About 2 million to 3 million people take blood thinners every year. You may need them if you’ve already had a heart attack or a stroke, since they can lower your risk of having a second one.
You may also need blood thinners if you have a heart or blood vessel disease, an irregular heart rhythm, lupus, or deep vein thrombosis (DVT). That’s a dangerous type of blood clot that often forms in the leg. Your risk of getting blood clots is also higher if you’re overweight, you’ve recently had surgery, or you have an artificial heart valve.
Some people only need blood thinners for a few months. But if you have ongoing health problems, you may need to take them long-term.
Side Effects of Blood Thinners
Clotting isn't always a bad thing. When you cut yourself, that’s what seals your wound and keeps you from losing too much blood. But blood thinners prevent clotting. So even tiny cuts or bruises will bleed a lot more if you take these drugs.
You should be very careful when taking part in activities that could cause any type of injury. Call your doctor right away if you fall or hit your head. Even if you don't tear your skin, you could bleed internally.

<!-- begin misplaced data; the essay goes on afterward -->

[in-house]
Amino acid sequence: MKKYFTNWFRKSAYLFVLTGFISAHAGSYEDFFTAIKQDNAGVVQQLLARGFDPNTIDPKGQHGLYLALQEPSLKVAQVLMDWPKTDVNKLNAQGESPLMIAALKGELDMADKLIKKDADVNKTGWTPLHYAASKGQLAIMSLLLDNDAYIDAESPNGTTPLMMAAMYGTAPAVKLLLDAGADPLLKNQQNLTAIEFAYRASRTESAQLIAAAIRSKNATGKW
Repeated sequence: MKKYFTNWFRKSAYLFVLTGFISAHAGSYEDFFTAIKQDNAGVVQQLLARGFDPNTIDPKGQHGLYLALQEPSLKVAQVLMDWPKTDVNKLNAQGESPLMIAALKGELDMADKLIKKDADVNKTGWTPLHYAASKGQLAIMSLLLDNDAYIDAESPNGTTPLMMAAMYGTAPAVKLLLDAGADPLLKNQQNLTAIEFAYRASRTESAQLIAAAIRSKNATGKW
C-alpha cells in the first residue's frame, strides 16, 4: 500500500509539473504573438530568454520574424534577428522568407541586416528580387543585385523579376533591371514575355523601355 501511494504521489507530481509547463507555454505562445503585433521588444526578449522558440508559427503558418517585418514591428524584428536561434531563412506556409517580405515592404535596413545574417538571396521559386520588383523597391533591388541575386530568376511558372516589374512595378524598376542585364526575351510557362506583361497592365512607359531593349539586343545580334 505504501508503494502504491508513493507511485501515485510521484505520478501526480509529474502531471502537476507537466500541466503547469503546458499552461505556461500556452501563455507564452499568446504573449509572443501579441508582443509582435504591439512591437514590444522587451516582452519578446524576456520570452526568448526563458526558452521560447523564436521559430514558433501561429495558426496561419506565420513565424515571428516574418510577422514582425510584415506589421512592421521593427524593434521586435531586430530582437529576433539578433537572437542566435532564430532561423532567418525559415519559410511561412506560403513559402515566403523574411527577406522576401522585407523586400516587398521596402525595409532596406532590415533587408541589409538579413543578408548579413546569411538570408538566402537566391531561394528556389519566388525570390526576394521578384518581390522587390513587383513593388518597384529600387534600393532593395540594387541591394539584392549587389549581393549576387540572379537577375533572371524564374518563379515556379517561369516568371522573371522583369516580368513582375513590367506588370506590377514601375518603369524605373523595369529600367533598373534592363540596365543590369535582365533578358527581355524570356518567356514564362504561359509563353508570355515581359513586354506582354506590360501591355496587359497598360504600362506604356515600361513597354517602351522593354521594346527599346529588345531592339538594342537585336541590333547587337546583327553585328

Let your doctor know right away if you notice any signs of unusual bleeding, like:
- Heavier-than-normal menstrual periods
- Blood in your pee or poop
- Bleeding from your gums or nose
- Vomiting or coughing up blood
- A severe headache or stomachache
You may lose bone strength if you take heparin for a long time. This raises your chances of breaking a bone. Another serious, but less common, side effect of warfarin is necrosis. That’s when your skin starts to die.
If you take an anticoagulant like warfarin, you'll need regular blood tests so your doctor can adjust your levels if needed. Ask them about other steps you should take to stay safe while you're on this medication.
If you get a dangerous bleeding problem while taking warfarin, doctors can turn to an "antidote" of vitamin K or a combination of prothrombin complex concentrate (PCC) and fresh frozen plasma to stop it. In addition, approval has been given for using a reversal agent like andexanet alfa (Andexxa) to reverse the anti-clotting effects of apixaban (Eliquis) and rivaroxaban (Xarelto), or idarucizumab (Praxbind) to reverse the anti-clotting effects of dabigatran etexilate (Pradaxa) in emergencies.